Keoladeo Ghana Bird Sanctuary. A rare chance of seeing Siberian Cranes.

Leaving after a quick breakfast in the hopes of making a head start, I am soon on my way, to Bharatpur, approximately 55 kms west of Agra. Although my tour itinerary suggests Fatehpur Sikri, another deserted Mughal Fort built by Emperor Akbar in 1569, I opt to visit the Keoladeo Ghana National Park.

Also referred to as the Bharatpur Bird Sanctuary, this 29 sq. km park is unknown to many yet recognized as one of the world’s most important bird breeding and feeding grounds.

At the Park’s entrance, I am quickly befriended by Singh, a mustachioed Sikh naturalist who becomes my guide for the day. He barks, berates and shoves aside other touts and settles me firmly in a horse-drawn rickshaw for INR 100 per hour.

As the rickshaw clip-clops its way down the road, Singh explains the history and importance of the Park, which records over 380 species of resident and migrant birds that fly here to get away from the cold winter months of Afghanistan, Turkmenistan, China and Siberia.

The park derives its unusual name from the temple of Keoladeo (Shiva) and ‘Ghana’ meaning dense, referring to the thick forest, once known to cover this forest. The straight, main road is flanked on either side with dry deciduous trees and dry grasslands. Artificial marshland and large water holes are ideal for aquatic vegetation and breeding grounds for waterfowls and land birds.

This park was originally a private duck shooting reserve of the Maharaja of Bharatpur in the 1850s before being declared a National Park and a World Heritage Site in 1985. A large plaque displays the feats of bygone hunting seasons. In 1938, Lord Linlithgow, the then Governor-General of India mercilessly shot 4273 mallards and teals in one day. Although he may have considered this to be a great feat, ecologists consider it an unpardonable offense.

At Singh’s insistence, I visit the Dr. Salim Ali Museum and learn of some interesting facts about the Park. Dr. Ali first visited the park in 1935 and soon became the guardian of this wilderness haven, a passionate affair that lasted 52 years, until his death in 1989.

In May 2000, the Daniel Swarovski Corporation entered into a contract with the World Wildlife Fund to set up an interpretation center at this Park. To commemorate this partnership, Swarovski donated a pair of glittering life-sized replicas of the Siberian Cranes made entirely out of Swarovski diamonds and today, it is one of the main features at this Museum.

The Keoladeo National Park is the only wintering site in the country for the Siberian Crane, which has been declared highly endangered. In 1965, the Park hosted over 200 Siberian Cranes. Less than 30 years later, in 1993, only five were sighted here and by 1996, the number dwindled down to barely a pair. For many years later, there were no sightings until the last couple of years, when a couple started coming back.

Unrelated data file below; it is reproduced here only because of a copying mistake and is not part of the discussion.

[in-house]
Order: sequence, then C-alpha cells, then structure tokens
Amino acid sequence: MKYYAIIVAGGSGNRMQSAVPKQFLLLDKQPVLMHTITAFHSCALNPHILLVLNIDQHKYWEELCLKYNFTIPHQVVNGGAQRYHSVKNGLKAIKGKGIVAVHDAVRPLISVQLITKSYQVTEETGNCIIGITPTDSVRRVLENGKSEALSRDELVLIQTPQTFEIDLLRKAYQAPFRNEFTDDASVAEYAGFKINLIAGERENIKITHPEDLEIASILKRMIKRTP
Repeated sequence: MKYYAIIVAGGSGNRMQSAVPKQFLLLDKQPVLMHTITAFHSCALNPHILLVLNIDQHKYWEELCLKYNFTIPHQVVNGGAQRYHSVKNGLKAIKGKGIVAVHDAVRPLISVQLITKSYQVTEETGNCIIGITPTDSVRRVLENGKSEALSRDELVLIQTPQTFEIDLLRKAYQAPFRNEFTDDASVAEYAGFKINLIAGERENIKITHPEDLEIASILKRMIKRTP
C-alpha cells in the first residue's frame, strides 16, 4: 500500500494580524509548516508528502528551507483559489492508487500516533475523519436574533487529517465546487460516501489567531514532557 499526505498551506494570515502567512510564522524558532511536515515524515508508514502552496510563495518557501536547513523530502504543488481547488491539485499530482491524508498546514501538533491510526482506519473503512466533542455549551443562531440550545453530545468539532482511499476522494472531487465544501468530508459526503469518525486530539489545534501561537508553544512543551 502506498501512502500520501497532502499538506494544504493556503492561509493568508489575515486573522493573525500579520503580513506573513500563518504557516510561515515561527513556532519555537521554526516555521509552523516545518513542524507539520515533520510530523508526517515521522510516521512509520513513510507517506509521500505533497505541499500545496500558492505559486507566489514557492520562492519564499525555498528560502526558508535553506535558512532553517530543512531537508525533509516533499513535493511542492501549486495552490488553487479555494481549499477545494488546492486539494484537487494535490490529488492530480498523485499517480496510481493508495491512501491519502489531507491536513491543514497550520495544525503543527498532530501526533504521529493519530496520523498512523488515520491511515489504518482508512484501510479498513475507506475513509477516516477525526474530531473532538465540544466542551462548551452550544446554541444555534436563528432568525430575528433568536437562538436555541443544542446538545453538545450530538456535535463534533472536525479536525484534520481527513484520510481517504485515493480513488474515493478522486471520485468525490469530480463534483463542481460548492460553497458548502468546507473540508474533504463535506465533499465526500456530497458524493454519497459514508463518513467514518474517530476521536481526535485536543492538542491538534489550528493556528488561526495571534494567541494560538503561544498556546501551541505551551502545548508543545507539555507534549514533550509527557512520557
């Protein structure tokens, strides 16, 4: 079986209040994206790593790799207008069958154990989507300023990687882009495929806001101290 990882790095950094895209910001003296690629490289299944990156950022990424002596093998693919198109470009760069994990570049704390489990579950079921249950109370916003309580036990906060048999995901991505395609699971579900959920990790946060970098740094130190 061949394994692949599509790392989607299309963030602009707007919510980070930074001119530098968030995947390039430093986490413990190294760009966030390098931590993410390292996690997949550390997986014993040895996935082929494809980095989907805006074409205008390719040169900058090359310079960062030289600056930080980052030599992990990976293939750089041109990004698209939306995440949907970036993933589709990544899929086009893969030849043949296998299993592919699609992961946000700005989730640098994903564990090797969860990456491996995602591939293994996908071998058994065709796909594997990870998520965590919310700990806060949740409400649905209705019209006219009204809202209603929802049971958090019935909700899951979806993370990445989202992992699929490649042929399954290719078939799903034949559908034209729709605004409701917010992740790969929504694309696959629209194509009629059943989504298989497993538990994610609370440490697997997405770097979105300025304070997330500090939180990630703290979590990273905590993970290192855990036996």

The Siberian Cranes have always fascinated scientists because of their ability to fly distances of over 2,500 km to escape the cold winter of Siberia, flying over Russia, Kazakhstan, Uzbekistan, Afghanistan, Pakistan and then to north-western India, taking around eight weeks to reach Bharatpur.

Singh is excited and tells me that a pair has been spotted ahead. We hurry down the road and there they are! Two beautiful specimens standing tall, posing for a group of lucky birders and photographers, all intent on spending as much time with this pair, not knowing if and when they will ever be seen again.

Along the way, Singh insists that I visit the ancient Keoladeo temple where a priest takes me down a flight of steps to the bank of the lake. Suddenly he begins to chant loudly and amazingly, dozens of huge catfish start to clamor for attention and literally climb the steps to get to globs of dough that he throws at them. Seconds later, a couple of massive 100-year old turtles also emerge out of the water and join in the fray for their share. The sight is disconcerting yet fascinating.

Back in the park, I see several grazing nilgai (antelope), deer and boar. They mingle effortlessly on the banks of the waterholes where several species of birds can be seen basking in the sunlight together. Other migratory birds here include species of Cranes, Pelicans, Geese, Ducks, Eagles, Hawks, Shanks, Stints, Wagtails, Warblers, Wheatears, Flycatchers, Buntings, Larks and Pipits, etc.

It is, undoubtedly, one of the most beautiful bird sanctuaries I have ever visited. Three hours later, I am back at the entrance and ready to continue on with my journey to Ranthambore.

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